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                                                       Calendar No. 525
115th Congress        }                    {                  Report
                                 SENATE
 2d Session           }                    {                  115-306

======================================================================



 
                UDALL PARK LAND EXCHANGE COMPLETION ACT

                                _______
                                

                 July 23, 2018.--Ordered to be printed

                                _______
                                

  Ms. Murkowski, from the Committee on Energy and Natural Resources, 
                        submitted the following

                              R E P O R T

                         [To accompany S. 612]

      [Including cost estimate of the Congressional Budget Office]

    The Committee on Energy and Natural Resources, to which was 
referred the bill (S. 612) to provide for the unencumbering of 
title to non-Federal land owned by the city of Tucson, Arizona, 
for purposes of economic development by conveyance of the 
Federal reversionary interest to the City, having considered 
the same, reports favorably thereon without amendment and 
recommends that the bill, do pass.

                                PURPOSE

    The purpose of S. 612 is to provide for the unencumbering 
of title to non-Federal land owned by the city of Tucson, 
Arizona, for purposes of economic development by conveyance of 
the Federal reversionary interest to the City.

                          BACKGROUND AND NEED

    In 1980, the City of Tucson, Arizona entered into a long-
term lease from the Bureau of Land Management (BLM) for a 172.8 
acre parcel of land that was improved for public use by the 
city and named ``Udall Park,'' after Rep. Morris K. Udall, who 
represented the Tucson area in the House of Representatives 
from 1961 until 1991. Title to Udall Park was later conveyed to 
the City of Tucson in 1989 by the BLM under the authority of 
the Recreation and Public Purposes Act (RPPA). Both the lease 
and title conveyance (patent) included a reversionary clause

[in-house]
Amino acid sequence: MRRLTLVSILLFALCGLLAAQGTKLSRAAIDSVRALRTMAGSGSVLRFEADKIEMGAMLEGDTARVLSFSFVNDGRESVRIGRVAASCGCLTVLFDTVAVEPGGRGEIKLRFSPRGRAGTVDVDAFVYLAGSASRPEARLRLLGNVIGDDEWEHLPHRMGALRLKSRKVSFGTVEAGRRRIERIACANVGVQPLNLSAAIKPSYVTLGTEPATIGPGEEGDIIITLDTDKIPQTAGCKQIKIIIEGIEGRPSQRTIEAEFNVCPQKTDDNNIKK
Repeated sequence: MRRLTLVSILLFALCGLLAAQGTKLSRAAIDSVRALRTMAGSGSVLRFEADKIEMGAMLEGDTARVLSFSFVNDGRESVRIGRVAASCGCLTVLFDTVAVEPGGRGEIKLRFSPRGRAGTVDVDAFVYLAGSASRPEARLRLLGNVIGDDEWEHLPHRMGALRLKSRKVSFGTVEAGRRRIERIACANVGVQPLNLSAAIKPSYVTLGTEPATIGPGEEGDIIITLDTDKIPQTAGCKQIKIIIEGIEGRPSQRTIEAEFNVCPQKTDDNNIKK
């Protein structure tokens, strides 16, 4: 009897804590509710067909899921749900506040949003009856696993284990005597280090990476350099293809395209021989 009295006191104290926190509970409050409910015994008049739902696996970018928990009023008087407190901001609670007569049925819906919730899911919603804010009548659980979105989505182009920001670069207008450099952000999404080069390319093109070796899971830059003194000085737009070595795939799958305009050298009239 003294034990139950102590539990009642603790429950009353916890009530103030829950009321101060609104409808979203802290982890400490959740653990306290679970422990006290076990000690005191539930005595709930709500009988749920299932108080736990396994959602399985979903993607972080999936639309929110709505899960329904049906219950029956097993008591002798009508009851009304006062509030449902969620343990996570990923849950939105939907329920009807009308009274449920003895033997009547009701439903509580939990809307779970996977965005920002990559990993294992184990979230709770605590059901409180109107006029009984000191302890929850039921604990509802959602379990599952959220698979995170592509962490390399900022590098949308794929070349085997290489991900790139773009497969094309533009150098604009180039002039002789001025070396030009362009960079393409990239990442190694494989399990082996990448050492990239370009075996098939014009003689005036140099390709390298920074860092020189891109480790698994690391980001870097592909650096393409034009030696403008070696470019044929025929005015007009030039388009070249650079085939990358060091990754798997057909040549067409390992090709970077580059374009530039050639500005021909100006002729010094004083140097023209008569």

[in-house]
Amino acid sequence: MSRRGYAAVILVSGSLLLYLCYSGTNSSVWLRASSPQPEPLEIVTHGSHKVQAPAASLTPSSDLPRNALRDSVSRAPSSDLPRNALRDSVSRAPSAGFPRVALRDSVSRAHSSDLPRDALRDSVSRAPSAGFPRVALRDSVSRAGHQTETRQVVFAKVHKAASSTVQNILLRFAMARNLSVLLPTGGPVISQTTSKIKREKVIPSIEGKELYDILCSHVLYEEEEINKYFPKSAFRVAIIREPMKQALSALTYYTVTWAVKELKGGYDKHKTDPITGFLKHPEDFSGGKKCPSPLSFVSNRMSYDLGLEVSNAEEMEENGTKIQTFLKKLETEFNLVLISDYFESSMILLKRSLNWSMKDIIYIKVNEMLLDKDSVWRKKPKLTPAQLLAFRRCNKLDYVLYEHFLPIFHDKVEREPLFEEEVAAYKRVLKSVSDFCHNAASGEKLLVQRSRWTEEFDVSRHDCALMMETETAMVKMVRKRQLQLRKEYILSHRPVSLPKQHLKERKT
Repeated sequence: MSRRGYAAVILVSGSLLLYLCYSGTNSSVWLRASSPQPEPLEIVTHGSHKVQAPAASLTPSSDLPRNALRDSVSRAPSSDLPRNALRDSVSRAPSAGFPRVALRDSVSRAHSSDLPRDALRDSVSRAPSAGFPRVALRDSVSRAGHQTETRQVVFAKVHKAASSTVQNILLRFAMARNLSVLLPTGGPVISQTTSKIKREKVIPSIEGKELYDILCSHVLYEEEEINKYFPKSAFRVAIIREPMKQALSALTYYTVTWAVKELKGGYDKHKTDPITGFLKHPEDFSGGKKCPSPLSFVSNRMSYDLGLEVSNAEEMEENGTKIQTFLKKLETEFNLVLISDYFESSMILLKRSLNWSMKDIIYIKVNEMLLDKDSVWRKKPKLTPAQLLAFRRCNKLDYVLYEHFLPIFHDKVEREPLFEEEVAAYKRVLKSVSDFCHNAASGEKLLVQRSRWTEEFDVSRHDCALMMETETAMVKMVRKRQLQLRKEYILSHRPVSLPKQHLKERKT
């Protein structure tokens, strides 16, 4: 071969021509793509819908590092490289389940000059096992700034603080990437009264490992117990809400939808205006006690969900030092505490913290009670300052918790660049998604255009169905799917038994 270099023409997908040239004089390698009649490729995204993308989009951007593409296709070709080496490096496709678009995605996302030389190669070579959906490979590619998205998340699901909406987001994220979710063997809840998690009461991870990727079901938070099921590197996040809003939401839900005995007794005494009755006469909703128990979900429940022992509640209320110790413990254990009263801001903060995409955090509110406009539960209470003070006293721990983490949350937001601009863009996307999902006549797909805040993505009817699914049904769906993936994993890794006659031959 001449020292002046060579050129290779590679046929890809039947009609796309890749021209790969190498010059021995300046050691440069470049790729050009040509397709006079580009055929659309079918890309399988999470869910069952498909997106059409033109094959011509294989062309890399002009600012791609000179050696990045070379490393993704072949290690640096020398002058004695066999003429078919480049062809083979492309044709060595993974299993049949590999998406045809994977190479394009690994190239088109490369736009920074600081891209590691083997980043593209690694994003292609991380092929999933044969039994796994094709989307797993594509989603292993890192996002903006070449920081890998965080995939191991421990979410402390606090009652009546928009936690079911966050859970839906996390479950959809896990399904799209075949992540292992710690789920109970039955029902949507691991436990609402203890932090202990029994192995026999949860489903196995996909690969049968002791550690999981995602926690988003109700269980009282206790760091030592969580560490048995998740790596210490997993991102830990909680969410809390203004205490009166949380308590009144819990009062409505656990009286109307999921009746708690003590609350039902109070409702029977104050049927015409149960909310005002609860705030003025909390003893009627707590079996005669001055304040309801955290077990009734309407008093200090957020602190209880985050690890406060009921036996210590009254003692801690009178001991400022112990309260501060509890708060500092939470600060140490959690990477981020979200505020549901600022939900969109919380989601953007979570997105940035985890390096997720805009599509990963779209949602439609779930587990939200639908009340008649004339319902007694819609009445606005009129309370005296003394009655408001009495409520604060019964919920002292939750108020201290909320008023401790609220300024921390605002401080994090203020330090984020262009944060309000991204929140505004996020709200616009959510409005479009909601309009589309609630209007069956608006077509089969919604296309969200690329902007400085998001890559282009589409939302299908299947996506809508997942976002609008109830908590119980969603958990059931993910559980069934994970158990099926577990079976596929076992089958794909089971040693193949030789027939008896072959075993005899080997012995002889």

prohibiting certain commercial uses of the property.
    At the time of conveyance of the Udall Park property to the 
City in 1989, the BLM Arizona State Office and the City were 
negotiating a multi-part land exchange with the approval of the 
Mayor and City Council of Tucson.
    Under the proposal, the City would acquire permanent rights 
and full use of Udall Park, and the BLM would receive 297 acres 
from the City and the City would help resolve a long-standing 
sand and gravel trespass that was under litigation. The City 
also paid $135,000 to move a United States Geologic Survey 
facility from Udall Park to nearby Federal lands.
    At the time, the City expected that BLM would support 
legislative efforts to eliminate the reverter clause in the 
patent. Documents from the period indicate that time 
constraints in the ongoing litigation required use of an RPPA 
patent rather than a transfer of fee title to the City.
    The then-BLM State Director recommended support for future 
legislative efforts to eliminate the reverter clause. However, 
legislation was never introduced and the City has managed Udall 
Park since that time under the RPPA lease.
    The City has testified that it will continue to manage 
Udall Park as a public park. However, the City's attempts to 
permit a farmer's market at the park and to allow for the 
installation of a communications tower at Udall Park were 
denied by the BLM and raised questions about the City's 
authority to manage the park.
    The bill resolves this uncertainty by conveying the Federal 
reversionary interests to the City.

                          LEGISLATIVE HISTORY

    S. 612 was introduced by Senators Flake and McCain on March 
13, 2017.
    Companion legislation, H.R. 1547, was introduced in the 
House of Representatives by Representative McSally on March 15, 
2017, and referred to the Committee on Natural Resources. H.R. 
1547 was reported by the Committee on Natural Resources on 
August 29, 2017 (H. Rept. 115-280), and passed the House of 
Representatives by a vote of 401-0 on October 2, 2017.
    The Subcommittee on Public Lands, Forests, and Mining 
conducted a hearing on S. 612 and H.R. 1547 on February 7, 
2018.
    In the 114th Congress, Senators Flake and McCain introduced 
similar legislation, S. 2379, on December 9, 2015. The 
Subcommittee on Public Lands, Forests, and Mining held a 
hearing on S. 2379 on April 21, 2016. In the House of 
Representatives, Representative McSally introduced similar 
legislation, H.R. 5520, on June 6, 2016.
    The Committee on Energy and Natural Resources met in open 
business session on May 17, 2018, and ordered S. 612 and H.R. 
1547 favorably reported.

                        COMMITTEE RECOMMENDATION

    The Senate Committee on Energy and Natural Resources, in